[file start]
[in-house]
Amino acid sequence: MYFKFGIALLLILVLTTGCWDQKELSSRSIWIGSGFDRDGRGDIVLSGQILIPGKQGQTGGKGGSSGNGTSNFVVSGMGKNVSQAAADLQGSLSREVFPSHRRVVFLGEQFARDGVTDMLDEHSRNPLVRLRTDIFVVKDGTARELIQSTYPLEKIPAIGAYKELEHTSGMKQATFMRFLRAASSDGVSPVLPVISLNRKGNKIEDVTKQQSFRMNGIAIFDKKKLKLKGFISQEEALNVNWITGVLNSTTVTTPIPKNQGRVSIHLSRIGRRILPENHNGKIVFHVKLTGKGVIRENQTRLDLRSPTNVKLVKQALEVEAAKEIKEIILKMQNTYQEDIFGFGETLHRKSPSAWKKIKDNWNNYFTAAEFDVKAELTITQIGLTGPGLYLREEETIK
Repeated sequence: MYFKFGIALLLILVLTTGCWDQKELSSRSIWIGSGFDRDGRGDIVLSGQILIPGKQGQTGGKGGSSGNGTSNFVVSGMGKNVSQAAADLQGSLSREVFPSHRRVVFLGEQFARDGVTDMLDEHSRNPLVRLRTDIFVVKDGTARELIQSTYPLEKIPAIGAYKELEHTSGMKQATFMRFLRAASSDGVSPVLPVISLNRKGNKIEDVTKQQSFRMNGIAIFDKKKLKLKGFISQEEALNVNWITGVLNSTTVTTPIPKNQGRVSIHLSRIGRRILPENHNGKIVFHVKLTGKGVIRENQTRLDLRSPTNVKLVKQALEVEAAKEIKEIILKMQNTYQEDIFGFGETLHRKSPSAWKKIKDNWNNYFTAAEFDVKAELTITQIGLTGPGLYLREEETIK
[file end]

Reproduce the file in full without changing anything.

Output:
[in-house]
Amino acid sequence: MYFKFGIALLLILVLTTGCWDQKELSSRSIWIGSGFDRDGRGDIVLSGQILIPGKQGQTGGKGGSSGNGTSNFVVSGMGKNVSQAAADLQGSLSREVFPSHRRVVFLGEQFARDGVTDMLDEHSRNPLVRLRTDIFVVKDGTARELIQSTYPLEKIPAIGAYKELEHTSGMKQATFMRFLRAASSDGVSPVLPVISLNRKGNKIEDVTKQQSFRMNGIAIFDKKKLKLKGFISQEEALNVNWITGVLNSTTVTTPIPKNQGRVSIHLSRIGRRILPENHNGKIVFHVKLTGKGVIRENQTRLDLRSPTNVKLVKQALEVEAAKEIKEIILKMQNTYQEDIFGFGETLHRKSPSAWKKIKDNWNNYFTAAEFDVKAELTITQIGLTGPGLYLREEETIK
Repeated sequence: MYFKFGIALLLILVLTTGCWDQKELSSRSIWIGSGFDRDGRGDIVLSGQILIPGKQGQTGGKGGSSGNGTSNFVVSGMGKNVSQAAADLQGSLSREVFPSHRRVVFLGEQFARDGVTDMLDEHSRNPLVRLRTDIFVVKDGTARELIQSTYPLEKIPAIGAYKELEHTSGMKQATFMRFLRAASSDGVSPVLPVISLNRKGNKIEDVTKQQSFRMNGIAIFDKKKLKLKGFISQEEALNVNWITGVLNSTTVTTPIPKNQGRVSIHLSRIGRRILPENHNGKIVFHVKLTGKGVIRENQTRLDLRSPTNVKLVKQALEVEAAKEIKEIILKMQNTYQEDIFGFGETLHRKSPSAWKKIKDNWNNYFTAAEFDVKAELTITQIGLTGPGLYLREEETIK